May 20, 2014 by Paul G. | Migrated, Shield Security

Part 3: WordPress Firewall – Shield Security Plugin for WordPress

Shield Image

The Firewall module is just one part of the whole Shield security system.

In this part of the series we’ll detail what exactly the firewall is, what it does, how it works, and how you should configure it.

What is the WordPress Firewall and how does it work?

The firewall component of the plugin is an Application Level Firewall.

This means it only acts, and can only act, at the WordPress level. It does not, and cannot ever, affect lower levels on the server. It can never block incoming connections from IP addresses and/or to ports on the server.  No WordPress plugin can do this.

No WordPress plugin can do this, no matter what they tell you.

We don’t write to the core .htaccess files on principle, so we don’t affect how Apache handles web requests. Instead, we examine the data in these requests and then allow or block WordPress from loading depending on the rules you have chosen.

The plugin analyses the information contained within the GET and POST data sent to your site. This is explained in more detail here.

When it detects something that it doesn’t like – it’ll kill that web request and prevent WordPress from loading any further.

In this way, it prevents WordPress from receiving/using malicious data that’s been sent to it to for the purpose of causing trouble.

Understanding the WordPress Firewall options

The firewall component of the plugin has a number of options associated with it. Below is an outline of these to help better understand each section:

Firewall Block Response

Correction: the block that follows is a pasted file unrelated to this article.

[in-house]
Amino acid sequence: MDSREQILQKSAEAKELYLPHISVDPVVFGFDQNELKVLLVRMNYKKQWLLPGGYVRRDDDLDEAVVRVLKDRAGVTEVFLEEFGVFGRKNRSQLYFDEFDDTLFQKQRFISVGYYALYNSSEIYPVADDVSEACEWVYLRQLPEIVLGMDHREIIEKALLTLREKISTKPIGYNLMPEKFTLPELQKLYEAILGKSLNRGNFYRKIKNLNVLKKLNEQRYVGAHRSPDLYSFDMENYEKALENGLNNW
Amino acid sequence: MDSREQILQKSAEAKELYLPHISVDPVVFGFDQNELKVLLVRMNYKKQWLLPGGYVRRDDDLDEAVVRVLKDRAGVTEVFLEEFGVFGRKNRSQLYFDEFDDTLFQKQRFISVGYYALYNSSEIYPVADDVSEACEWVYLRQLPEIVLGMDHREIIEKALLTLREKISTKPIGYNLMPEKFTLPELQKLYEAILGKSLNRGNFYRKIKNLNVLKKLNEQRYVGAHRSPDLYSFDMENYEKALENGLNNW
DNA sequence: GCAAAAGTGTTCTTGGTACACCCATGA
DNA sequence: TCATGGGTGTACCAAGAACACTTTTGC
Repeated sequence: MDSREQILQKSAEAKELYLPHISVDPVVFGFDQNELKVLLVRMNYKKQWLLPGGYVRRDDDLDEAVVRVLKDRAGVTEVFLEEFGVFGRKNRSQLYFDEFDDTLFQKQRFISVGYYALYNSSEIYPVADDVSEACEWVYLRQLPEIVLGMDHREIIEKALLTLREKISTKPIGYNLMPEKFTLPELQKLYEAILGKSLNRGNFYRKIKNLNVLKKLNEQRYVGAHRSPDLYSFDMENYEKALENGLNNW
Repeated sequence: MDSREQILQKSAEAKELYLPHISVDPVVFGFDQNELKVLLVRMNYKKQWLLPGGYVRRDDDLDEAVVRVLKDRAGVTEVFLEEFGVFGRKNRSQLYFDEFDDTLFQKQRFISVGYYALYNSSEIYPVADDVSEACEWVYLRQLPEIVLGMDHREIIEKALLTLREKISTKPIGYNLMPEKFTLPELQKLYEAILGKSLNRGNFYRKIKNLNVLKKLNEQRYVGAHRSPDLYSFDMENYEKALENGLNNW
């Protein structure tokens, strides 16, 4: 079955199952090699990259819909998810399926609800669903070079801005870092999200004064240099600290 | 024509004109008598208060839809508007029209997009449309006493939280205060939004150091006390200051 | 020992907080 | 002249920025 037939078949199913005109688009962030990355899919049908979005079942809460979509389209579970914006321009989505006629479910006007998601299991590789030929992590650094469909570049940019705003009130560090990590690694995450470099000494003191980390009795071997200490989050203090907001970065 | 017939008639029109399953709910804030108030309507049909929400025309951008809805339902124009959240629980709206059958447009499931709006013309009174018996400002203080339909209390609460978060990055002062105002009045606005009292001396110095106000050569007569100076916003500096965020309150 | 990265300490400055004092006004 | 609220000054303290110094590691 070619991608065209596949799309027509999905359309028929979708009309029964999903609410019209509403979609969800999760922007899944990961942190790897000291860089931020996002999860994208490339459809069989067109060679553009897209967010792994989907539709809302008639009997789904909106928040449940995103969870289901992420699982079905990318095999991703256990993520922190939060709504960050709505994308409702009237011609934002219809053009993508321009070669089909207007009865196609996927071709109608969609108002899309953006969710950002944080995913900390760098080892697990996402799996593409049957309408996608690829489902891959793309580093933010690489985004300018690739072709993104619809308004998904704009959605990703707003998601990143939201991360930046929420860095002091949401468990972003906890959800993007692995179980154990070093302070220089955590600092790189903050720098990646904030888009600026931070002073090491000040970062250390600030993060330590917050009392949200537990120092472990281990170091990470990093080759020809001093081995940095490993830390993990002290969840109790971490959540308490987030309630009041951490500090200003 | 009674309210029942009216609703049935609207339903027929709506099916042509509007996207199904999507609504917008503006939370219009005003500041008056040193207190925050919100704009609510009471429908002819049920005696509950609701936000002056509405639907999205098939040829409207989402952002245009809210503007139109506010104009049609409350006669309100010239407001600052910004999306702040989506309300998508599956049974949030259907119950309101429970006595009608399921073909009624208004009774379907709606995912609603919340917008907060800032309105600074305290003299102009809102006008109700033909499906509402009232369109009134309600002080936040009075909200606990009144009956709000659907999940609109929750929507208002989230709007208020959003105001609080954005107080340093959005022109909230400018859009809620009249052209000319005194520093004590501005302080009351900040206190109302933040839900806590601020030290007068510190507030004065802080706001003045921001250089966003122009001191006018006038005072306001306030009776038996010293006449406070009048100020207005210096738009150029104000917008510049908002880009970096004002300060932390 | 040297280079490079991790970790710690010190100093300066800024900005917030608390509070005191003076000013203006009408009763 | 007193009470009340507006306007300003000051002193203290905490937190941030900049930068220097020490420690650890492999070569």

This option specifies how the plugin will respond when the firewall detects malicious data.

WordPress Firewall Block Response Options

You have 4 possible responses:

  • [default] kill the running PHP process and display a friendly message
  • immediately kill the running PHP process
  • redirect the web request to a 404 page
  • redirect the web request to the homepage

Whichever you choose is down to your personal preference. We recommend the first one (the default) so that in the case a legitimate visitor trips the firewall with a false positive, it can be more easily identified and reported.

Send Email Report: This option, when enabled will send the administrator an email notifying them of a firewall block incident.


We recommend to keep this turned off. There is just no need to bother with these notices. It’s useful however when you are debugging the firewall when you suspect interference with/from other plugins.


Firewall White Listing and Ignore Options

It’s possible to specify certain factors that completely by-pass all Firewall checking.

These options should be used sparingly and with caution since you never want to white list anyone, even yourself, unless you really must.

Shield Plugin: Firewall White List Settings

Whitelist Parameters: This is an advanced setting where you can by-pass the firewall for a given page such as ‘hello.php’, or by-pass the firewall for a given parameter sent to that page. This is useful where certain pages/plugins submit data that you always want to leave untouched by the firewall.

Ignore Administrators: This is not a recommended option, but if you want to ensure that administrators are never affected by the firewall, turn this option on.

In general, there is no need to white list anything unless there is a compatibility issue to deal with.


Firewall Blocking Options

There are 9 firewall options that determine what data is checked on each page request. Depending on certain incompatibilities with other plugins, you may need to disable certain options to ensure maximum compatibility.

WordPress Firewall Settings

Here are just a few of them:

Include Cookies: Default – Off. This is a throwback to the ‘WordPress Firewall 2’ plugin. As mentioned earlier, the firewall examines the data with GET and POST, but with this option enabled, you can also have it check the site cookies.